Butterfly fish have always captivated me because they are very colourful and they are clever. Even though, they are very delicate but have a special bag of tricks that help them to survive. They display very strong pair bonding and work as a team. If one spots danger , it alerts the other. When trying to photograph them, you are behaving in a similar way to a predator. You get an insight into how they react to keep a safe distance. The team work works perfectly. They are very difficult to appraoch. If separated, Butterfly fish go into a state of stress and quickly try to reunite. They are thought to mate for life. Most of them have a false eye at the back. This helps them to survive attacks. Predators usually strike for the head . The split second that the predator loses in the confusion of the hunt, gives the Butterflyfish enought time to escape. They have fantastic reflexes, excellent eyesight and cryptic colouration. Many of them have a band of colour throught their eye to further confuse predators.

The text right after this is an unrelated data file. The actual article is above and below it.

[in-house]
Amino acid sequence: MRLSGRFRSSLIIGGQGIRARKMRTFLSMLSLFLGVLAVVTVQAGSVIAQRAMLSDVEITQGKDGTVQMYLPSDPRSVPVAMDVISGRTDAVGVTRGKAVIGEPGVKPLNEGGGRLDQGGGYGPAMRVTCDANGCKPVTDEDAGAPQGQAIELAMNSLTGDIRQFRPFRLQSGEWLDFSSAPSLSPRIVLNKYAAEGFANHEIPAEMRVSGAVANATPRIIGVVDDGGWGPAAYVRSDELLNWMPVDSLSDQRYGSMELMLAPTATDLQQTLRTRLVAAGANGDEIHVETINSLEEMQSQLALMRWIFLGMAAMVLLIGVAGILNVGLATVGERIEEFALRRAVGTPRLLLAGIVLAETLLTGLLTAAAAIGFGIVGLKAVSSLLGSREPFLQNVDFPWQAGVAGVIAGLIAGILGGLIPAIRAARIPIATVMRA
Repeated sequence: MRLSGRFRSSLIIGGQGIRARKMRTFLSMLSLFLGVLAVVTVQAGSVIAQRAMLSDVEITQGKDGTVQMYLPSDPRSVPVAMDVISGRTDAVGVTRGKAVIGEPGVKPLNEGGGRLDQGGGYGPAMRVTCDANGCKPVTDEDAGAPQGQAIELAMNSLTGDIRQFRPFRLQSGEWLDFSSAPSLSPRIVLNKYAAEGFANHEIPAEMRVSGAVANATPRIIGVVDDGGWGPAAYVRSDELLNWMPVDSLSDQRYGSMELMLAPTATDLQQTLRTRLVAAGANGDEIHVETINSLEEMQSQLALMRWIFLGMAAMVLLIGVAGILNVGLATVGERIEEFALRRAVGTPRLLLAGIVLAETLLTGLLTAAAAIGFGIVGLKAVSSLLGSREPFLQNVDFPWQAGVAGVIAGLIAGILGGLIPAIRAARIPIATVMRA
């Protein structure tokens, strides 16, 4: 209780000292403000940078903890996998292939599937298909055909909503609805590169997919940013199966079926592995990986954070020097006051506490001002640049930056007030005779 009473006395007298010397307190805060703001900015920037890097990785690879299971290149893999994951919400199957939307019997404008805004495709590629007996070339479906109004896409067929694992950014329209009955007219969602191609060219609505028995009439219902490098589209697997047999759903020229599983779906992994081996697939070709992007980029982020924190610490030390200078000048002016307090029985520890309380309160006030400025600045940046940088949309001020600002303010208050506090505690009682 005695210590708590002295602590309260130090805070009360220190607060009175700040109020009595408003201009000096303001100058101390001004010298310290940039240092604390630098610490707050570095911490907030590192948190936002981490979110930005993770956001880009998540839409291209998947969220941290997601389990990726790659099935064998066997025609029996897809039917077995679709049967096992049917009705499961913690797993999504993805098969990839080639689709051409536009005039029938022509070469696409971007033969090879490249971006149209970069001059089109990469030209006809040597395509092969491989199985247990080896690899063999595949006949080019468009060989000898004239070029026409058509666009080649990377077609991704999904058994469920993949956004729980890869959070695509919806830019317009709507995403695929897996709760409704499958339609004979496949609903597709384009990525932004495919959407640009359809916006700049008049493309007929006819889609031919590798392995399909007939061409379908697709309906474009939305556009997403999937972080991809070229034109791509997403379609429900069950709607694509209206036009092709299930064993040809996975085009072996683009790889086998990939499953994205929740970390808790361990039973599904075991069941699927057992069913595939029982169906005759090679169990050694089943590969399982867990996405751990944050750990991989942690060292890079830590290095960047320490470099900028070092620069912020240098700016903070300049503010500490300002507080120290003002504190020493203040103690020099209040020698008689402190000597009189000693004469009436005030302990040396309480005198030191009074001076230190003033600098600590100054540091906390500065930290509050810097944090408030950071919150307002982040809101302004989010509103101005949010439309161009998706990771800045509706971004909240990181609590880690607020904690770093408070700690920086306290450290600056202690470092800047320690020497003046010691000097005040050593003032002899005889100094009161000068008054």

All of these features give them a geat chance to survive.

Threadfin butterflyfish Triangulum butterflyfish
Threadfin Butterflyfish, Chaetodon auriga. The false eyespot will get the attention of a predator. Even if the predator manages to hit the false eye spot, the butterfly fish has a pretty good chance of escaping. Any damage done will not be as bad as a strike to the head. This is a very effective defence . Chaetodon trifacialis, the chevroned butterflyfish. Note the black band through the eye. This helps to confuse predators, especially in poor light.
Lemon Butterflyfish Gunthers butterflyfish
C. citronella, the lemon butterflyfish has a great distribution. It is common in the tropics and down to the mid North coast of NSW. Gunther's Chaetodon, the most common NSW species of butterflyfish. They are one of the butterflyfish that swim in schools of 20 to 30 fish. You sometimes see them in groupsvoraciously feeding on Damselfish eggs.